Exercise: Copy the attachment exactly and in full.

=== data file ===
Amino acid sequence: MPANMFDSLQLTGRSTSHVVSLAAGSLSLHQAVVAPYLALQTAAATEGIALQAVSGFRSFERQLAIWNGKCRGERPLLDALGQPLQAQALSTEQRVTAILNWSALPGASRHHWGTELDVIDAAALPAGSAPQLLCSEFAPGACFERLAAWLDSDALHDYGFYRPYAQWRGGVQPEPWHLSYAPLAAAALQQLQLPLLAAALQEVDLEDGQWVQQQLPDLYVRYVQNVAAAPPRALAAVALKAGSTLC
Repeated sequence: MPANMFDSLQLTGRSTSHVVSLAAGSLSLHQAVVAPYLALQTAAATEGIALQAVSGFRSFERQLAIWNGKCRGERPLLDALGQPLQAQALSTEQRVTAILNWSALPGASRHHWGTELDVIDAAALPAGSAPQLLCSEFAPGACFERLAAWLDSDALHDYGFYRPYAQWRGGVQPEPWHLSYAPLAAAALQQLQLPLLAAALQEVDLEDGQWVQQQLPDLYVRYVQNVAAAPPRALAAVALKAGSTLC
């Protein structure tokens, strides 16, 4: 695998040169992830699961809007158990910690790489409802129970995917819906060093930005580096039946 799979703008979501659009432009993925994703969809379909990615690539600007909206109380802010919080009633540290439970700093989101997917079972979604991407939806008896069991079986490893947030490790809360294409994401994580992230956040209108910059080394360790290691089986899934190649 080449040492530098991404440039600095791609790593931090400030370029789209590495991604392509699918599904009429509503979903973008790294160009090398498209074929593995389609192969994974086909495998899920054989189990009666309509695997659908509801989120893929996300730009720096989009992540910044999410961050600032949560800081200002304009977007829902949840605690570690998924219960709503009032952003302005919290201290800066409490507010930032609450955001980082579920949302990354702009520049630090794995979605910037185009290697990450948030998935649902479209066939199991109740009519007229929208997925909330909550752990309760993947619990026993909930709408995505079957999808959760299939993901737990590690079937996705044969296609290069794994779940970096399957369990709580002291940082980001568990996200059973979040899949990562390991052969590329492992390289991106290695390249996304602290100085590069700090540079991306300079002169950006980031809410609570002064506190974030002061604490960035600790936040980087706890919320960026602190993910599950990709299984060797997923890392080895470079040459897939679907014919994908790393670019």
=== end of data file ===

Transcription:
Amino acid sequence: MPANMFDSLQLTGRSTSHVVSLAAGSLSLHQAVVAPYLALQTAAATEGIALQAVSGFRSFERQLAIWNGKCRGERPLLDALGQPLQAQALSTEQRVTAILNWSALPGASRHHWGTELDVIDAAALPAGSAPQLLCSEFAPGACFERLAAWLDSDALHDYGFYRPYAQWRGGVQPEPWHLSYAPLAAAALQQLQLPLLAAALQEVDLEDGQWVQQQLPDLYVRYVQNVAAAPPRALAAVALKAGSTLC
Repeated sequence: MPANMFDSLQLTGRSTSHVVSLAAGSLSLHQAVVAPYLALQTAAATEGIALQAVSGFRSFERQLAIWNGKCRGERPLLDALGQPLQAQALSTEQRVTAILNWSALPGASRHHWGTELDVIDAAALPAGSAPQLLCSEFAPGACFERLAAWLDSDALHDYGFYRPYAQWRGGVQPEPWHLSYAPLAAAALQQLQLPLLAAALQEVDLEDGQWVQQQLPDLYVRYVQNVAAAPPRALAAVALKAGSTLC
């Protein structure tokens, strides 16, 4: 695998040169992830699961809007158990910690790489409802129970995917819906060093930005580096039946 799979703008979501659009432009993925994703969809379909990615690539600007909206109380802010919080009633540290439970700093989101997917079972979604991407939806008896069991079986490893947030490790809360294409994401994580992230956040209108910059080394360790290691089986899934190649 080449040492530098991404440039600095791609790593931090400030370029789209590495991604392509699918599904009429509503979903973008790294160009090398498209074929593995389609192969994974086909495998899920054989189990009666309509695997659908509801989120893929996300730009720096989009992540910044999410961050600032949560800081200002304009977007829902949840605690570690998924219960709503009032952003302005919290201290800066409490507010930032609450955001980082579920949302990354702009520049630090794995979605910037185009290697990450948030998935649902479209066939199991109740009519007229929208997925909330909550752990309760993947619990026993909930709408995505079957999808959760299939993901737990590690079937996705044969296609290069794994779940970096399957369990709580002291940082980001568990996200059973979040899949990562390991052969590329492992390289991106290695390249996304602290100085590069700090540079991306300079002169950006980031809410609570002064506190974030002061604490960035600790936040980087706890919320960026602190993910599950990709299984060797997923890392080895470079040459897939679907014919994908790393670019």